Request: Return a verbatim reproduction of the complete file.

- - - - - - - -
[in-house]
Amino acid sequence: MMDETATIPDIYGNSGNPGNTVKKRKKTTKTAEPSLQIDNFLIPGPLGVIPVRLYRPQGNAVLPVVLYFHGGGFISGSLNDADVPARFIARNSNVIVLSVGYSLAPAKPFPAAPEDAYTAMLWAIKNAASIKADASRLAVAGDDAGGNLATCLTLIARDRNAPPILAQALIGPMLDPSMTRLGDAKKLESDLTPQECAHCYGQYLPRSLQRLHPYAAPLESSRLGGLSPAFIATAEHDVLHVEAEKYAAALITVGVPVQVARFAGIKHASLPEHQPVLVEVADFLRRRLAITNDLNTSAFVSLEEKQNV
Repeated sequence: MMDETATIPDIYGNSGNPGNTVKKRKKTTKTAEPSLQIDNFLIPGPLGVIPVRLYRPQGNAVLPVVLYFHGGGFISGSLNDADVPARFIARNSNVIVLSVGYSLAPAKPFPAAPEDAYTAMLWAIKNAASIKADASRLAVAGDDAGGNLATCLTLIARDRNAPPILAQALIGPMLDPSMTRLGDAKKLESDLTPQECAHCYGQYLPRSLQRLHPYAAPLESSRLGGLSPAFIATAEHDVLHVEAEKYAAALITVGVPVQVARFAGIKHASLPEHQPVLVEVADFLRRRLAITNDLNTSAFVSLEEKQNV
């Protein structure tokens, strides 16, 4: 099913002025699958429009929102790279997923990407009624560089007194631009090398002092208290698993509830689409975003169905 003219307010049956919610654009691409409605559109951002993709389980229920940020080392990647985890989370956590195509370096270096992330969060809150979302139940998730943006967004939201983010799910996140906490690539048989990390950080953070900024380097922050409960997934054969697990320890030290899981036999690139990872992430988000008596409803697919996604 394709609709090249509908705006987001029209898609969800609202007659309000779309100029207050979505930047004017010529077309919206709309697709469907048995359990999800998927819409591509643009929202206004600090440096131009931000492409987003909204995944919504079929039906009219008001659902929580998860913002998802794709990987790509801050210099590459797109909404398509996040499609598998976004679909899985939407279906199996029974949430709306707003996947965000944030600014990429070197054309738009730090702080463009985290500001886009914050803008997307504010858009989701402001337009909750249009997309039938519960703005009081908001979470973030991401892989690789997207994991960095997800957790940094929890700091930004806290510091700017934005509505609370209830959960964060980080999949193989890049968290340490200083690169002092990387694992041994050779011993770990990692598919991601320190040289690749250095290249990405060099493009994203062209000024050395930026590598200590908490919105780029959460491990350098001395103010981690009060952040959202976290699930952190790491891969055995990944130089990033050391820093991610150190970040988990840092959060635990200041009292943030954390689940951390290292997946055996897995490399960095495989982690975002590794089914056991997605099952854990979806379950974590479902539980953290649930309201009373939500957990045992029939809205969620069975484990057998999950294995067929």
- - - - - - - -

[in-house]
Amino acid sequence: MMDETATIPDIYGNSGNPGNTVKKRKKTTKTAEPSLQIDNFLIPGPLGVIPVRLYRPQGNAVLPVVLYFHGGGFISGSLNDADVPARFIARNSNVIVLSVGYSLAPAKPFPAAPEDAYTAMLWAIKNAASIKADASRLAVAGDDAGGNLATCLTLIARDRNAPPILAQALIGPMLDPSMTRLGDAKKLESDLTPQECAHCYGQYLPRSLQRLHPYAAPLESSRLGGLSPAFIATAEHDVLHVEAEKYAAALITVGVPVQVARFAGIKHASLPEHQPVLVEVADFLRRRLAITNDLNTSAFVSLEEKQNV
Repeated sequence: MMDETATIPDIYGNSGNPGNTVKKRKKTTKTAEPSLQIDNFLIPGPLGVIPVRLYRPQGNAVLPVVLYFHGGGFISGSLNDADVPARFIARNSNVIVLSVGYSLAPAKPFPAAPEDAYTAMLWAIKNAASIKADASRLAVAGDDAGGNLATCLTLIARDRNAPPILAQALIGPMLDPSMTRLGDAKKLESDLTPQECAHCYGQYLPRSLQRLHPYAAPLESSRLGGLSPAFIATAEHDVLHVEAEKYAAALITVGVPVQVARFAGIKHASLPEHQPVLVEVADFLRRRLAITNDLNTSAFVSLEEKQNV
């Protein structure tokens, strides 16, 4: 099913002025699958429009929102790279997923990407009624560089007194631009090398002092208290698993509830689409975003169905 003219307010049956919610654009691409409605559109951002993709389980229920940020080392990647985890989370956590195509370096270096992330969060809150979302139940998730943006967004939201983010799910996140906490690539048989990390950080953070900024380097922050409960997934054969697990320890030290899981036999690139990872992430988000008596409803697919996604 394709609709090249509908705006987001029209898609969800609202007659309000779309100029207050979505930047004017010529077309919206709309697709469907048995359990999800998927819409591509643009929202206004600090440096131009931000492409987003909204995944919504079929039906009219008001659902929580998860913002998802794709990987790509801050210099590459797109909404398509996040499609598998976004679909899985939407279906199996029974949430709306707003996947965000944030600014990429070197054309738009730090702080463009985290500001886009914050803008997307504010858009989701402001337009909750249009997309039938519960703005009081908001979470973030991401892989690789997207994991960095997800957790940094929890700091930004806290510091700017934005509505609370209830959960964060980080999949193989890049968290340490200083690169002092990387694992041994050779011993770990990692598919991601320190040289690749250095290249990405060099493009994203062209000024050395930026590598200590908490919105780029959460491990350098001395103010981690009060952040959202976290699930952190790491891969055995990944130089990033050391820093991610150190970040988990840092959060635990200041009292943030954390689940951390290292997946055996897995490399960095495989982690975002590794089914056991997605099952854990979806379950974590479902539980953290649930309201009373939500957990045992029939809205969620069975484990057998999950294995067929």